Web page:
In Britain, there is a growing backlash against onshore Windfarms, especially from people whose properties have been blighted by adjacent turbines. Green businesses in Britain are in a state of panic, thanks to recent skeptical comments from newly appointed right wing Tory ministers.

        In America, people are fed up with seeing their jobs slip away to China, and other places with cheap energy. Green gets some traction, thanks to the relentless hype surrounding Sandy, but this will fade – just as the enthusiasm for Green faded in the wake of Katrina.

        Germany, once the staunchest of green countries, is currently building at least 20 new coal power stations, to fill the gap left by decommissioning nuclear power plants, and is steadily reducing Green subsidies.

        Noone important bothers to turn up to climate conferences any more – the highlight of the Rio conference was a speech from the Iranian President declaring the end of secularism.

        The IPCC didn’t get an invite to COP18.

        Trenberth is alternately complaining about being disappointed in the IPCC process, and hyping up the more alarming scenarios, in my opinion, in the hope of regaining people’s attention.

        Why have you failed so dismally to impress your view on the world? You can blame mythical well funded big oil conspiracies, but in my opinion the real reason lies much closer to home.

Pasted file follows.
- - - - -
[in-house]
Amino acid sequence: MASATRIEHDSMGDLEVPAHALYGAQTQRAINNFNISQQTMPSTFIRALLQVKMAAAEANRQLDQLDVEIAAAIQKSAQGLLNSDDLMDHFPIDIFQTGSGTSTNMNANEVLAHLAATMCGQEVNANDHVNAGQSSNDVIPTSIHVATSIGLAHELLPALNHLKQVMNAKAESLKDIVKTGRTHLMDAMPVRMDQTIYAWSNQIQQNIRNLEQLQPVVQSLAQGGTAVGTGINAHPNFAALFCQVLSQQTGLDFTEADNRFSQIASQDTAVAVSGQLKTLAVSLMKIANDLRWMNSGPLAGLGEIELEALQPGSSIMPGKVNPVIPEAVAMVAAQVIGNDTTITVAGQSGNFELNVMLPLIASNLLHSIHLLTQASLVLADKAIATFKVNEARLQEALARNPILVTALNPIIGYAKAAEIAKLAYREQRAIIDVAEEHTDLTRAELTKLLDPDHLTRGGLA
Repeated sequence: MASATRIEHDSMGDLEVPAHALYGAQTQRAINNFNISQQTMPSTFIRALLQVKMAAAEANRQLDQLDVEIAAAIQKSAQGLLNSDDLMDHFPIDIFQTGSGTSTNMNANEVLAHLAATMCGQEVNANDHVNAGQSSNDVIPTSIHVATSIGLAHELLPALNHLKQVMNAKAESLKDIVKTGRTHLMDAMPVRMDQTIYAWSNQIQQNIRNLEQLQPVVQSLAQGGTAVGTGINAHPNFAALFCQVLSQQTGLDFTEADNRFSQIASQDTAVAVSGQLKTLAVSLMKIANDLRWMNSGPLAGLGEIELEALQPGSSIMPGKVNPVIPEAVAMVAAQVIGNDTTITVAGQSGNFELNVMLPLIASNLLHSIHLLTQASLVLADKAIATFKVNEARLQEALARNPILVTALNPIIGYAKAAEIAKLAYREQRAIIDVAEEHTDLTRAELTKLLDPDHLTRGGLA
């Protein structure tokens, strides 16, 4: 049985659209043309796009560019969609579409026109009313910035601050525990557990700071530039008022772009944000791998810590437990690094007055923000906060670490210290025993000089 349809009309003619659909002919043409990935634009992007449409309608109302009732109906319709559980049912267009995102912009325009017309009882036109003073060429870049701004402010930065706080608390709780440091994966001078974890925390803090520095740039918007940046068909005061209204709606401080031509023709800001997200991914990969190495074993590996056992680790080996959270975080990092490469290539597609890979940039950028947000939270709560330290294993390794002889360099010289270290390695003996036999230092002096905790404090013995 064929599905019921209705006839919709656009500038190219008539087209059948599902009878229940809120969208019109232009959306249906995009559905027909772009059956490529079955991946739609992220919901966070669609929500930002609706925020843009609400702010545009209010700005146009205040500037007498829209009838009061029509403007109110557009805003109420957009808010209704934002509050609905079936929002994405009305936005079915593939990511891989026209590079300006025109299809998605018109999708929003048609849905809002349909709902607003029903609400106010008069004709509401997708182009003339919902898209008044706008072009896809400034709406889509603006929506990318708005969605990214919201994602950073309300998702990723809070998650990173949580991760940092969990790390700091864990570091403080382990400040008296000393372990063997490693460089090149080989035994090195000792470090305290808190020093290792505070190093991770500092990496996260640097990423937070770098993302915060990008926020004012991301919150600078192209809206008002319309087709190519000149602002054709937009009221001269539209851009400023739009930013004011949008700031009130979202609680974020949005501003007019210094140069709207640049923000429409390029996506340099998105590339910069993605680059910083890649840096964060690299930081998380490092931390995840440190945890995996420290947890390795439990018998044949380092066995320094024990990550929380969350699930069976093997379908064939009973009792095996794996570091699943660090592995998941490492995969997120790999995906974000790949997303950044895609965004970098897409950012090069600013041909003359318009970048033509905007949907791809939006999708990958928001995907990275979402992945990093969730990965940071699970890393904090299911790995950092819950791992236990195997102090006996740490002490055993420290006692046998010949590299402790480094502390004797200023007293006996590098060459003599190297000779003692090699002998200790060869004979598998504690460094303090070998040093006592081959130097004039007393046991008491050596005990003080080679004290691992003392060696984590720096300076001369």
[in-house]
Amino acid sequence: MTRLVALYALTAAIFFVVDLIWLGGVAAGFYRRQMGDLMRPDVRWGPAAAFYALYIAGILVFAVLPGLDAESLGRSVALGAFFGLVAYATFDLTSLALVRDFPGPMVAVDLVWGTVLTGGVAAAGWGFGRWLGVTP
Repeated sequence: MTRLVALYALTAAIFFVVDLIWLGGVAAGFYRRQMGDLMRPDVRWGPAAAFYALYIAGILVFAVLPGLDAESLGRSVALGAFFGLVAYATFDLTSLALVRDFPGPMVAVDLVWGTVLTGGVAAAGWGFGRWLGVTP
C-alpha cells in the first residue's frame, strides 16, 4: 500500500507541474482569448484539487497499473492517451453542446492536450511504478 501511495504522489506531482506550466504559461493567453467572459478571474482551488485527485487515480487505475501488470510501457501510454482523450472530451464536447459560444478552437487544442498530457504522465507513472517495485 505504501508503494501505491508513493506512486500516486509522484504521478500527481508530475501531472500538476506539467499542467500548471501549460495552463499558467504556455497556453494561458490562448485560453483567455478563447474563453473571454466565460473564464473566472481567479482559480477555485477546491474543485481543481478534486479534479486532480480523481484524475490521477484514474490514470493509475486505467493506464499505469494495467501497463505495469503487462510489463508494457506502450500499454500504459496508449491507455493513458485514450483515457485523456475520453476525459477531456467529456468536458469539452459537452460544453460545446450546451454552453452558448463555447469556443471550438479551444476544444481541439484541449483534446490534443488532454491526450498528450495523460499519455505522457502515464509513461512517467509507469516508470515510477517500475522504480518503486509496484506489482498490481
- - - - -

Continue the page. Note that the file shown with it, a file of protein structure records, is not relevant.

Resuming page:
As the Soviets discovered, fear only works so long. You have to offer people hope to keep their attention – and hope is not something you guys are good at.

      • john byatt says:

        Interesting article at the converstion.

        how to get the right wing on board, (australia)

        They will never accept wind and solar, they feel insecure about those power sources

        they will come on board if the mix includes nuclear,

        Gas was never going to help in the medium term (100 years)

        so get them to see a solution that does not violate their anti green bias and we will do it,

        I was talking to the local green candidate twelve months ago and he thinks that we must have another look at nuclear, no not giant reactors like Fukishma but rather small reactors that are buried and would be ideal for the gympie region, local power interconnected to neighboring areas,

      • john byatt says:

        MY comment went up a few seconds after eric, he does seem to prove the point

        • Eric Worrall says:

          If you guys dropped your support for non solutions like alternative energy, and stopped trying to push for left wing friendly wide ranging changes to society, it would certainly allay fears about your real agenda. Accusations that you were watermelons would not stick anymore. If you had done this from the start, right wingers might never have questioned green alarmism.